Diagnosing unsuspected hypopituitarism in adults from suggestive thyroid function test results.
Preiss D., Todd L., Panarelli M.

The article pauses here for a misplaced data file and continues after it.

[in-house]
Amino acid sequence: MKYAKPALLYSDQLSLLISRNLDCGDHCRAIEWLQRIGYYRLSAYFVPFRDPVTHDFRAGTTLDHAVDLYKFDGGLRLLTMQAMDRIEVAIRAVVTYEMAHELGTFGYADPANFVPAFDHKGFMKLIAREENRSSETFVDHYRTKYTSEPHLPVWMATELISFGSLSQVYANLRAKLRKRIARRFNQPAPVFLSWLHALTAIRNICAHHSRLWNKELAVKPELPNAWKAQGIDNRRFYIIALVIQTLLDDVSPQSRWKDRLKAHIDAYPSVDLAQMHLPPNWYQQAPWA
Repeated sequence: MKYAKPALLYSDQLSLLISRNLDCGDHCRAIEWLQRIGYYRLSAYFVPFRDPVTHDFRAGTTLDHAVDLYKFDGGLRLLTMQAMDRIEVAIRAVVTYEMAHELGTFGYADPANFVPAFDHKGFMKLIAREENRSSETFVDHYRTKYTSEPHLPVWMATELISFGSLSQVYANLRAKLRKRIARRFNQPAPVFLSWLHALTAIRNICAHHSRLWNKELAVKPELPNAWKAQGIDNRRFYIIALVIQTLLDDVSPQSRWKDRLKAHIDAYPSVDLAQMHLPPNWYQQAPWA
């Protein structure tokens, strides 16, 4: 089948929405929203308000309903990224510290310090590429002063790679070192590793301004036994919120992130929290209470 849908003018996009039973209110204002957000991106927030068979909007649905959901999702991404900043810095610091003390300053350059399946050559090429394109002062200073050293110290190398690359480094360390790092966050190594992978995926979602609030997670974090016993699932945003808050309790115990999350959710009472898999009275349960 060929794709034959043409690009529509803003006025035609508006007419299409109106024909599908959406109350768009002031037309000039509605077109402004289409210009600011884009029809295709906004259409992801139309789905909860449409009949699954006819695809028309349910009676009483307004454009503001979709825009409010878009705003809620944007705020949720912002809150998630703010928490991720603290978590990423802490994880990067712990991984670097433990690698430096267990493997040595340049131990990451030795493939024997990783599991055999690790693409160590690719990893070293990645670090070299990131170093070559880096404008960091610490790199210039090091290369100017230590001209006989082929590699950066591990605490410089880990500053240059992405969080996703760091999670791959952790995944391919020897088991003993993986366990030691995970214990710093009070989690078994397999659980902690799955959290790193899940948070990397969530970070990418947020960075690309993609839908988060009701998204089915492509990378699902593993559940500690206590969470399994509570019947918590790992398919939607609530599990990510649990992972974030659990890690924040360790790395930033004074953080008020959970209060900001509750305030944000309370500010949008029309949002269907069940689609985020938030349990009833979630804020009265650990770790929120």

BACKGROUND: The typical pattern of thyroid function tests (TFTs) associated with hypopituitarism consists of subnormal free T4 (fT4) or total T4 and normal or marginally elevated thyroid-stimulating hormone (TSH). A previous study calculated an incidence of hypopituitarism of 3.2 cases/100,000/year by following up abnormal TFTs. The aim of this study was to verify the incidence of unsuspected hypopituitarism diagnosed by reflective testing on such samples in a Scottish population. METHODS: Prospective audit of TFT results over 15 months. Individuals with suitable results (fT4 < 9 pmol/L, TSH < 10 mU/L) were identified by the laboratory information system at the Biochemistry Department, Glasgow Royal Infirmary, serving a population of 200,000. fT4 (repeat analysis following assay recalibration), total T3, testosterone (males), luteinizing hormone, follicle-stimulating hormone, prolactin and cortisol were analysed on appropriate samples. RESULTS: Three hundred and eleven suitable results from 266 adult individuals were identified from a total of 73,650 TFT results, leading to the diagnosis of 10 new cases (age range 28-90 years) of hypopituitarism (approximately 4 cases/100,000/year). Nine patients now attend endocrine clinics. Pituitary imaging was abnormal in five cases (2 large pituitary tumours, one macroadenoma, 2 empty sellae), normal in three cases and two patients were not scanned. CONCLUSIONS: A significant number of cases of unsuspected hypopituitarism can be diagnosed by reflective testing on appropriate samples. fT4 should be an integral part of frontline TFTs as TSH alone cannot assist in the identification of possible hypopituitarism. Laboratories are in an excellent position to assist in early identification of hypopituitarism, which may lead to improved outcomes in such patients.